Soltesz, his firm and his wife have given a combined $63,989 in state and county political contributions over the last ten years. Those who received the most money include Comptroller Peter Franchot ($4,250), the Community Coalition Advocacy Slate ($4,000), a slate of incumbents in Prince George’s County including Senators Ulysses Currie and Nathaniel Exum, the Vison for 2006 Slate ($3,450), a slate of Prince George’s politicians including Jack Johnson, former Montgomery County Executive Doug Duncan ($3,000), Montgomery County Council Member George Leventhal ($2,950), Governor Martin O’Malley ($2,500), the Frederick County Chamber of Commerce Business PAC ($2,500), Montgomery County Executive Ike Leggett ($2,500), Prince George’s County Executive Jack Johnson ($2,500) and former Montgomery County Council Member Steve Silverman ($2,500). With his personal resources and his business contacts, Soltesz is the kind of sponsor that almost any County Council challenger would be overjoyed to have.

But we are most struck by this statement in Soltesz’s email: “She comes highly recommended by numerous people in the County including several current Council members.” That means the development community, some on the council and their associated insiders may be coming together around Wagner. Since all four incumbents are running again, supporting Wagner means knocking a sitting Council Member out. There are only two possible targets.

Marc Elrich

The former Takoma Park City Council Member is an ancient foe of developers, once famously comparing them to “welfare beneficiaries.” But Elrich has given the development community something extremely valuable: his proposal for a county-wide bus rapid transit system. Developers understand that a genuine, affordable mass transit system will be both politically palatable and profitable for them as it would generate new building opportunities. When new Council President Nancy Floreen recently speculated that planning funding for the system might have to be cut, several developers called the council building in the project’s defense and that idea was dropped.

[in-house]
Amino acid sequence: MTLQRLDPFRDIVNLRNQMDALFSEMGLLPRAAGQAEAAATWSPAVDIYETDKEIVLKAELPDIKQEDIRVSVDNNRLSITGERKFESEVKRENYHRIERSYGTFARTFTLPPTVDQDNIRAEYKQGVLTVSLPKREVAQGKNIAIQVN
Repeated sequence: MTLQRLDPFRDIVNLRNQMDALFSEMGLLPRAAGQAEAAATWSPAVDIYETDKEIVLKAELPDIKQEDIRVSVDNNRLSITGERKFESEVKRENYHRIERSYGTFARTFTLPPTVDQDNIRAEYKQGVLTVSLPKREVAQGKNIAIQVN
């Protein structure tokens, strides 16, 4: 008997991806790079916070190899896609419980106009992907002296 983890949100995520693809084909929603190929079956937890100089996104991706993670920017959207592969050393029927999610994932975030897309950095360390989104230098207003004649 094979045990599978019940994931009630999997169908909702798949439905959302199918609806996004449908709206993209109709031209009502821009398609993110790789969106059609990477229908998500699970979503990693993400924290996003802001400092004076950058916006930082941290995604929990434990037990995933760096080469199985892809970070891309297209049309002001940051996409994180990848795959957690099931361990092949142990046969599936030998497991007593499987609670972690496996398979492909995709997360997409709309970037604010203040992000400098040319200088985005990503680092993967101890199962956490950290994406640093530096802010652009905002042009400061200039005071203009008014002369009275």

“I’ve crossed swords with Marc in the past and I don’t agree with him on very much at all,” says one powerful developer. “But his BRT system is the best idea I’ve seen come around in a long time. I wish the other Council Members would put aside their differences with him and support it.” Statements like these indicate that many in the development industry no longer see Elrich as a blood enemy and he is not their primary target.

Duchy Trachtenberg

Trachtenberg has more problems than a toad has warts. First, she is actively disliked by a majority of the other Council Members, in part because of her prickly personal behavior. Second, she ran on a slow-growth platform in 2006 and has done nothing for the business community since. Third, she has no chance of making the Apple Ballot, still the WMD of MoCo politics. As a former public school teacher and MCEA member, Elrich has a much greater chance of gaining the Apple than does Trachtenberg, who acquired it last time and has betrayed the public employee unions ever since. And all of this can be added to her growing problems with progressives.

The at-large council race is still in its early stages and the field is likely not complete. But if an incumbent-developer alliance builds around Becky Wagner, it can only mean one thing: such a movement will probably evolve into an anti-Trachtenberg consensus among most of Montgomery’s power players. Trachtenberg will have to wage the campaign of her life to keep her seat, and she may well have to do it alone.